UMAINE PRESIDENT PAUL FERGUSON
Dr. Paul W. Ferguson, a native of Southern California, earned a B.A. in Biology at Whittier College with Highest Honors in 1974 and a Ph.D. in Pharmacology and Toxicology at the University of California, Davis in 1981. Prior to attending graduate school, he worked as a Research Specialist for the Department of Pathology at Women's Hospital in the Los Angeles County-University of Southern California Medical Center and as a Research Biologist for Pennwalt Corporation. Dr. Ferguson has been certified continuously as a Diplomate of the American Board of Toxicology for the past 25 years.
Dr. Ferguson's professional scholarship has focused on relationships between metabolism and toxicity of drugs and environmental chemicals; curriculum development to further the understanding and communication of potential health risks from chemical exposures; and innovative programs and curricula to address manpower needs as well as defining professional standards in graduate and health sciences programs. With his student and professional colleagues, Dr. Ferguson has published extensively in the professional literature and has obtained substantial funding from state, federal, and private sources to support biomedical research and teaching programs as well to catalyze university growth and development.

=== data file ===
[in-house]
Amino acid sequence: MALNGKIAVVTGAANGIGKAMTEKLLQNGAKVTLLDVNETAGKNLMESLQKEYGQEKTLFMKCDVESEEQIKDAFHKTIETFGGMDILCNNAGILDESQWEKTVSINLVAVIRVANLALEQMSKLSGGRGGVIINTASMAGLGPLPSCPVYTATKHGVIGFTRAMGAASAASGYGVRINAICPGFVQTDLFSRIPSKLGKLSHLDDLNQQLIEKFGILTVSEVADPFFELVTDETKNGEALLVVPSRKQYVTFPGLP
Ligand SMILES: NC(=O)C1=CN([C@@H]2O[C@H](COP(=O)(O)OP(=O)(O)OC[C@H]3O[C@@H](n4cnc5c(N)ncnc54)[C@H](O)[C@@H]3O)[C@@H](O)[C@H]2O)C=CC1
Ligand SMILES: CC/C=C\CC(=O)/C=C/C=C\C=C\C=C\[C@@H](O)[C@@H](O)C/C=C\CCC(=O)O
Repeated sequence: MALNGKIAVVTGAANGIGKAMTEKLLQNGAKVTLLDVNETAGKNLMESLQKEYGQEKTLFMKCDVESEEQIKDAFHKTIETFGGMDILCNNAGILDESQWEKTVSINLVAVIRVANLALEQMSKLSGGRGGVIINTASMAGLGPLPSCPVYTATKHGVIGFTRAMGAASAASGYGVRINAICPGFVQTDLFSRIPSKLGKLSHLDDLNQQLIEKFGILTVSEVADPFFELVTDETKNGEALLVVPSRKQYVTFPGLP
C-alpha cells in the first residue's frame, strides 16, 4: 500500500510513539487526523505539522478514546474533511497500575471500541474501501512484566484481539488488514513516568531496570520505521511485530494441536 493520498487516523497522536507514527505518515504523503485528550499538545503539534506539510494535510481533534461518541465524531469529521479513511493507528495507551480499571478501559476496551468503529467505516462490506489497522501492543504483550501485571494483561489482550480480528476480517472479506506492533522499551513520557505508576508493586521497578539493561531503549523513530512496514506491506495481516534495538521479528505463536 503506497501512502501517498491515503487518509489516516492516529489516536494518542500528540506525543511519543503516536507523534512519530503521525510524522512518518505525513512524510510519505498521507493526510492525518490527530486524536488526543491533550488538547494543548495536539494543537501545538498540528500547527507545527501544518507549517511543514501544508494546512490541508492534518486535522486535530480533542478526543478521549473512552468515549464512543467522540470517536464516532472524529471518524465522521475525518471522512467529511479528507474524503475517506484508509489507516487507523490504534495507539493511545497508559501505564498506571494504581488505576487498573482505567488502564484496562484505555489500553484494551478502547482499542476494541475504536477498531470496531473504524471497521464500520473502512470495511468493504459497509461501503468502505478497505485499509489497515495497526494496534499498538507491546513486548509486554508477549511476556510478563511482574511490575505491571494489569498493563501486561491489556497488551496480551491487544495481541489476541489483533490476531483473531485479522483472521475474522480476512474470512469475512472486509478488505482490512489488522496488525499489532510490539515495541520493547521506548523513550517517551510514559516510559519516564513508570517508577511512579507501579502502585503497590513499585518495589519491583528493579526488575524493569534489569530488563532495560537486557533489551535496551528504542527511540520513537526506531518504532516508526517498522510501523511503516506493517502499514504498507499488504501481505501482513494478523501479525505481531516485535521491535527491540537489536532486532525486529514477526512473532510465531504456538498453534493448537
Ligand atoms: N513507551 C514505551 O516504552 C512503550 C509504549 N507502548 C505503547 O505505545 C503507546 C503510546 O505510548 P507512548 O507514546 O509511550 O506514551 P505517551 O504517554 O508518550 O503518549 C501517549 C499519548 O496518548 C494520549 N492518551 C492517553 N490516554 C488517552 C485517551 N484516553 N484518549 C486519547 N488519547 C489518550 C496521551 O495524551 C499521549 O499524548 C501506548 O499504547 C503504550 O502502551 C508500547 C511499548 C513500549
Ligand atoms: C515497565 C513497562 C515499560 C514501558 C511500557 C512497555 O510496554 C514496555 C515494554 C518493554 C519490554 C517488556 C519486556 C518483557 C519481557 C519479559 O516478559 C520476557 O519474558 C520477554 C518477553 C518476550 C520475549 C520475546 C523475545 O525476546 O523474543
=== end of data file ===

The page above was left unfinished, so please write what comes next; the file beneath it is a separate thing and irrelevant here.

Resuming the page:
Dr. Ferguson and his wife, Grace, have been married for 36 years and have three children.
For more information on Paul Ferguson click here: PAUL FERGUSON
For more information on UMaine click here: UMAINE
"GOOD PEOPLE" AT THE GOOD THEATER
"Good People" debuted on Broadway in February 2011. Critics were enthusiastic about the show with the New York Times saying, "..."the very fine new play that opened Thursday night ... is one of the more subtly surprising treats of this theater season." The show was nominated for two Tony Awards including Best Play. It was also nominated as Best Play for the Drama League, the Outer Critics Circle, the Drama Desk and Good People won the New York Drama Critics Circle Award for Best Play. Frances McDormand, who starred in the Broadway production, won a number of awards for her performance including the Tony, Outer Critics Circle and the Drama Desk Awards.